NCAMs are neural cell adhesion molecules. When they are modified by polysialic acid, they are associated with brain plasticity, or the ability of the brain to reorganize neural pathways as a result of learning and new experiences. Obviously the greatest period of brain plasticity occurs during the developmental years, but changes occur throughout the life span as we acquire new information and skills. Plasticity also occurs in response to injury as the brain attempts to adapt.
The researchers reasoned that since cognitive and olfactory impairments are present early in HD, it would be a good idea to take a closer look at the specific areas of the hippocampus and cortex which are involved with both of these functions. They found that the number of neurons expressing polysialylated neural cell adhesion molecules was reduced in both the dentate gyrus of the hippocampus and in layer II of the piriform cortex of mouse models R6/1 and R6/2.
Given the methodology of the study, they could not tell whether this reduction was caused by an overall reduction in NCAMs or whether it was a decrease in polysialylation. In any case, this looks like an important pathology and one which could be a target for drug development.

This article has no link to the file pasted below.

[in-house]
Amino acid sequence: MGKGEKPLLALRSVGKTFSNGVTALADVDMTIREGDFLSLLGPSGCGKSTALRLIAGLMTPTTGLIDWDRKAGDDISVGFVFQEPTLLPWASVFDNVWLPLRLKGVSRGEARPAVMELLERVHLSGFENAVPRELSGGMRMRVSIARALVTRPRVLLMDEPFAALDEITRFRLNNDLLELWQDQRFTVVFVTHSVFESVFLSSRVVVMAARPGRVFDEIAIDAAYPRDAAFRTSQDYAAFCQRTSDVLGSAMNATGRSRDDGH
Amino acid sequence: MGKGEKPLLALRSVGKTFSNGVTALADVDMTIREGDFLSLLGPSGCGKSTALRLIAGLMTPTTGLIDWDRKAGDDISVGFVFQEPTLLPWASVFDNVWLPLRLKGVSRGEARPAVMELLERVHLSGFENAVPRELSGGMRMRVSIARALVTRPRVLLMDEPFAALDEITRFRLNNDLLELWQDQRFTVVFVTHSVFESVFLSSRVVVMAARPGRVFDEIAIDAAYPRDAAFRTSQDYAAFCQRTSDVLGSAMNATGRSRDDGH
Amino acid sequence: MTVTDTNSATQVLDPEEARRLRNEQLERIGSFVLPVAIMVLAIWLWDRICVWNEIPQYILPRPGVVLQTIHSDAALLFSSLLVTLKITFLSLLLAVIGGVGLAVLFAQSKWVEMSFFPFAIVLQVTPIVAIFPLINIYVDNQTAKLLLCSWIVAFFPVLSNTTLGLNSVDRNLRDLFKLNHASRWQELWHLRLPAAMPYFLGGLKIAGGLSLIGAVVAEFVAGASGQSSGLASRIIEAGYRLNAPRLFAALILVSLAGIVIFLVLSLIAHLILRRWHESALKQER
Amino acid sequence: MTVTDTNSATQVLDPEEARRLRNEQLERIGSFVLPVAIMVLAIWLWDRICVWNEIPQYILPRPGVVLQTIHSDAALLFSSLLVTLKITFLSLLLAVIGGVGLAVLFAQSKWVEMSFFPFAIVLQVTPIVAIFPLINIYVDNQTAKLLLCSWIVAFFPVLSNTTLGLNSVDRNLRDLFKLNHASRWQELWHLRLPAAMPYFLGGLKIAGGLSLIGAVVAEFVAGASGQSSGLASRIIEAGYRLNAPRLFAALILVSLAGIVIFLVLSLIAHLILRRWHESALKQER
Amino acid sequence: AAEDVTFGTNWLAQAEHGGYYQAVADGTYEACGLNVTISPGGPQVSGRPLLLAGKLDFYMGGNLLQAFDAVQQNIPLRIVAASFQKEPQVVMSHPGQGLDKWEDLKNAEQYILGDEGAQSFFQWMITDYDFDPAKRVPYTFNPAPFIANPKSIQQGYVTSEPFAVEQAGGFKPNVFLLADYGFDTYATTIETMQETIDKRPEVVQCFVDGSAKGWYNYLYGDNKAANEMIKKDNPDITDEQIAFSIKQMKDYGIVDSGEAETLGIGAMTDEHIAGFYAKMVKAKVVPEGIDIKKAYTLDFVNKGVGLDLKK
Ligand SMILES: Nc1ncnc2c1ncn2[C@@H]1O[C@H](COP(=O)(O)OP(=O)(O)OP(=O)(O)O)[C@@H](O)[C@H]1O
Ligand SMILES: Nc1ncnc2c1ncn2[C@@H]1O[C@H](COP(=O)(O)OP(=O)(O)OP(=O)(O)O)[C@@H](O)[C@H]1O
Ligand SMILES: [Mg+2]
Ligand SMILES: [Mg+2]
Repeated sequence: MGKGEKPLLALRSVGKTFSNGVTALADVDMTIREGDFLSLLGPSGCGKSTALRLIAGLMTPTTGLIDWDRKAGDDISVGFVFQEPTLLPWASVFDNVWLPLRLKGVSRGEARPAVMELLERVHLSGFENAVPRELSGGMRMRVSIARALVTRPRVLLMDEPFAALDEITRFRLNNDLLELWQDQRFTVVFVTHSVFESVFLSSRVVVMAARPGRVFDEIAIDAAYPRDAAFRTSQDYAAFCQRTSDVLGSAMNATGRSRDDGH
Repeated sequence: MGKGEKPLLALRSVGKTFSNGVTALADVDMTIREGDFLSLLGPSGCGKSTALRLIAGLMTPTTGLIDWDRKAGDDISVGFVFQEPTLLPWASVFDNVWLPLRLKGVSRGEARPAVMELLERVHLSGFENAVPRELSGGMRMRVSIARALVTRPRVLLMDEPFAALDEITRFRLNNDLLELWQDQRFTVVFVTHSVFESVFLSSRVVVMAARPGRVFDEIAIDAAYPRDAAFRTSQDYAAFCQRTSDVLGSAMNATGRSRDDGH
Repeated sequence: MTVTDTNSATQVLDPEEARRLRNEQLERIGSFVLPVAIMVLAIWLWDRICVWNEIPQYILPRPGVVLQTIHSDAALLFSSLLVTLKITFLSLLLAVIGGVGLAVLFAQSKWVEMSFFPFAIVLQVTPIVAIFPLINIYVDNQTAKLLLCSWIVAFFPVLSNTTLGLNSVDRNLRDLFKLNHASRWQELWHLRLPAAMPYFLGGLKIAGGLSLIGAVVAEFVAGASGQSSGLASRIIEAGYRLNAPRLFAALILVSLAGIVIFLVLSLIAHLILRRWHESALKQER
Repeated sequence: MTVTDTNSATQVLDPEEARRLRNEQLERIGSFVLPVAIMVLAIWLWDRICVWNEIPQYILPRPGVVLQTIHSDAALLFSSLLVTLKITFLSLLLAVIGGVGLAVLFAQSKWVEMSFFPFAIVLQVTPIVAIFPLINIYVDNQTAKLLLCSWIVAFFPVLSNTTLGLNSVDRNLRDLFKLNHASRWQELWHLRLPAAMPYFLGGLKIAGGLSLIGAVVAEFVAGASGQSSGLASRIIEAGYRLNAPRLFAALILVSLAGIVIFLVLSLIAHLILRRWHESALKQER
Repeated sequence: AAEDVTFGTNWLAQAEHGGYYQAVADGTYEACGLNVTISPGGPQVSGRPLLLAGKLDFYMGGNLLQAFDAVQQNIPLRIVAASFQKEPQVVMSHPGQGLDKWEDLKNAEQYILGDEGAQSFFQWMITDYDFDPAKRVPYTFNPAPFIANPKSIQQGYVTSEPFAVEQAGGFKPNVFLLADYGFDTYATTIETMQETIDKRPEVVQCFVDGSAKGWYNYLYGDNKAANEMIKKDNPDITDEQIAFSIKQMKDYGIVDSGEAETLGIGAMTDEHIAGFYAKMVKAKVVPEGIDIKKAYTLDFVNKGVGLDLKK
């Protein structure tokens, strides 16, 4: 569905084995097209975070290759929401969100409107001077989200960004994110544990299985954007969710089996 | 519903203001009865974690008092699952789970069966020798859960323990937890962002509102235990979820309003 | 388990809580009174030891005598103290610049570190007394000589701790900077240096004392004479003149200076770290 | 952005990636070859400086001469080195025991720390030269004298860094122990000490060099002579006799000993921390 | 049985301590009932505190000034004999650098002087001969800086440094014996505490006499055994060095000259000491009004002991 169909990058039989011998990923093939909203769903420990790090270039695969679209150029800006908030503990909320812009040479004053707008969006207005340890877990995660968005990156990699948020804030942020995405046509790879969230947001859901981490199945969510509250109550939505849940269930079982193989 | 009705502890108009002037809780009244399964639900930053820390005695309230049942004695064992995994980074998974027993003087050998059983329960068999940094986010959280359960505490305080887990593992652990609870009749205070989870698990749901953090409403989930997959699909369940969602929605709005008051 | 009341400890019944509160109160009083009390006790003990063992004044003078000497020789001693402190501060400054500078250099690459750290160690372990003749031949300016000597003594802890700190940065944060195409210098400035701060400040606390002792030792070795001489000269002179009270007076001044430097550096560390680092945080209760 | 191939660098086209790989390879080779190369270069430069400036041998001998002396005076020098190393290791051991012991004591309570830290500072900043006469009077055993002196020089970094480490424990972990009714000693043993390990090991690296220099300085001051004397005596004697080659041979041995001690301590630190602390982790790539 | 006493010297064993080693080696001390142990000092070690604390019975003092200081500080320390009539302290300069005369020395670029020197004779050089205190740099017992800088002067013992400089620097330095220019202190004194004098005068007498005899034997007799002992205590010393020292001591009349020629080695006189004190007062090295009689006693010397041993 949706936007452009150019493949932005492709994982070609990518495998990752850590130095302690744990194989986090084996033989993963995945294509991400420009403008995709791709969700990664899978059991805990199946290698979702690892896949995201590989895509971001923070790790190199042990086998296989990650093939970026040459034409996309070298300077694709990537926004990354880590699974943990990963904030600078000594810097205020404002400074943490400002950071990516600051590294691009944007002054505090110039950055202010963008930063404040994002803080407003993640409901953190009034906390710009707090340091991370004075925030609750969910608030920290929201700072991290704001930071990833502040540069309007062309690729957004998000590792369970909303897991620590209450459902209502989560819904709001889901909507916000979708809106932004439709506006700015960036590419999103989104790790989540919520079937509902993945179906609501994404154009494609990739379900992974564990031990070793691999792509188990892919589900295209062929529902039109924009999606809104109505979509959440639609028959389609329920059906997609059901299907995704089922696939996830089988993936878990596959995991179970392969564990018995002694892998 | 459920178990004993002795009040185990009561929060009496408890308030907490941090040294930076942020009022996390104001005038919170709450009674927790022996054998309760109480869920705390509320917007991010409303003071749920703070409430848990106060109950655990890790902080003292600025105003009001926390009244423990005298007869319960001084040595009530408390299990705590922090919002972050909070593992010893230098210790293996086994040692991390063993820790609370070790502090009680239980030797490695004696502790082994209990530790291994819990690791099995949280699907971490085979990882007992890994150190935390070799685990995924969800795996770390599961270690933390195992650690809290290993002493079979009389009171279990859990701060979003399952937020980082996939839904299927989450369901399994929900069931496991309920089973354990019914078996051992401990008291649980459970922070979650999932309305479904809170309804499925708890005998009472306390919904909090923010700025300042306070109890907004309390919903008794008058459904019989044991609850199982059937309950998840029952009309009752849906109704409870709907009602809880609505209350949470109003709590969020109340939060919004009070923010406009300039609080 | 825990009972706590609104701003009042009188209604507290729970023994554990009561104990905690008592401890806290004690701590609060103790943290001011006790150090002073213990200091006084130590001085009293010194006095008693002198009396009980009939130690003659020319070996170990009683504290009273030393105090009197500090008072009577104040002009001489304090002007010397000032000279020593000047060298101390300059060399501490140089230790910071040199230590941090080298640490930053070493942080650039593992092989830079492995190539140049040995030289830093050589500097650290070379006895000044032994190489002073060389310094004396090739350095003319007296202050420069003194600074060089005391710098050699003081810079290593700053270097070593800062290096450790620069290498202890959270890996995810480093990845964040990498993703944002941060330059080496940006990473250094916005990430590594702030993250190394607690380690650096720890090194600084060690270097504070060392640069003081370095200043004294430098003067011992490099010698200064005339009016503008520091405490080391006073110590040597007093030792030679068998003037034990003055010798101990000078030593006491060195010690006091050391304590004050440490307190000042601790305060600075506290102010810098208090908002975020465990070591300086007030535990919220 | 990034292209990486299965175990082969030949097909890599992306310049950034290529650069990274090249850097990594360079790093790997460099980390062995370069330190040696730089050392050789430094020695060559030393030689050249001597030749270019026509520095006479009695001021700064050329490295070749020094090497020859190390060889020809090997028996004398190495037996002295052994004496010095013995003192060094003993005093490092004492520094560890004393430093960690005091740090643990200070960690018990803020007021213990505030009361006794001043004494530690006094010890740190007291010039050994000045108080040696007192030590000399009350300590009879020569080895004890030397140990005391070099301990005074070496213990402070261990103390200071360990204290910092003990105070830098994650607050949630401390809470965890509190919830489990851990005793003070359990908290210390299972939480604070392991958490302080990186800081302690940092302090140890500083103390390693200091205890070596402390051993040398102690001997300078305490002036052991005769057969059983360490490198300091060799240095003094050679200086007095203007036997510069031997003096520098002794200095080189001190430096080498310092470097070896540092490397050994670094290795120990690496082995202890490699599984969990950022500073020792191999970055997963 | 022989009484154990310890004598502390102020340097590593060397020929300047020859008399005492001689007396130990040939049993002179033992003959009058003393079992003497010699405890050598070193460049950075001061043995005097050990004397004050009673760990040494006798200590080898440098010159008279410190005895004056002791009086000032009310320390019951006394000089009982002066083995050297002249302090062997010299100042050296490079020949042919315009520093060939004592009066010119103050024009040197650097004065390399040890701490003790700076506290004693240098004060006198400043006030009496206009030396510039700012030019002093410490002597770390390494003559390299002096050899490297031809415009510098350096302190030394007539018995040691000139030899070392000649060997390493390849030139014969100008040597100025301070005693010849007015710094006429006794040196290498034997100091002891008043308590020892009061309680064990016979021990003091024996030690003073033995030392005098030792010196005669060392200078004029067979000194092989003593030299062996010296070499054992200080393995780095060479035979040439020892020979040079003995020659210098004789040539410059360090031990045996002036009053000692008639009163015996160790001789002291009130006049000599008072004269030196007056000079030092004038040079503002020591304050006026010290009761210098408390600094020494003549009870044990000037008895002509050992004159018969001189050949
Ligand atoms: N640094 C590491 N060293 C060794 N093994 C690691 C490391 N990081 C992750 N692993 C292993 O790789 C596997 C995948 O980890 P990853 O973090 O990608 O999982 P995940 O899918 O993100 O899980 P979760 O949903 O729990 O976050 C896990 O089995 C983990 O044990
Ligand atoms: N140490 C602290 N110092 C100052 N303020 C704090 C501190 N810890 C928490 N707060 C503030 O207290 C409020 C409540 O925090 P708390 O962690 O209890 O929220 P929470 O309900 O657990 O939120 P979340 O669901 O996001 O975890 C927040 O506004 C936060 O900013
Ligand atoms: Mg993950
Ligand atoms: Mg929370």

Neural cell adhesion molecules are fascinating things that I didn't know anything about until just last year. They act as fibroblast growth factor receptor agonists and therefore are part of the the neuroprotection process associated with growth factors. They also allow neurons to connect to each other and play an important role in the development and migration of neurons as well as in the formation and consolidation of memory. A primary different between humans and primates is that we have more genes that relate to NCAMs.
CHDI is already funding the preclinical testing for a NCAM mimetic which clearly shows how much they are on the cutting edge of drug development and testing. It is very encouraging to see that as major new findings with therapeutic implications emerge about Huntington's Disease -- the NCAM, caspase 6 and the molecular 'zip codes,' CHDI is ready with funding. See: http://www.hdlighthouse.org/research/drugs-supps/updates/1344chdi.php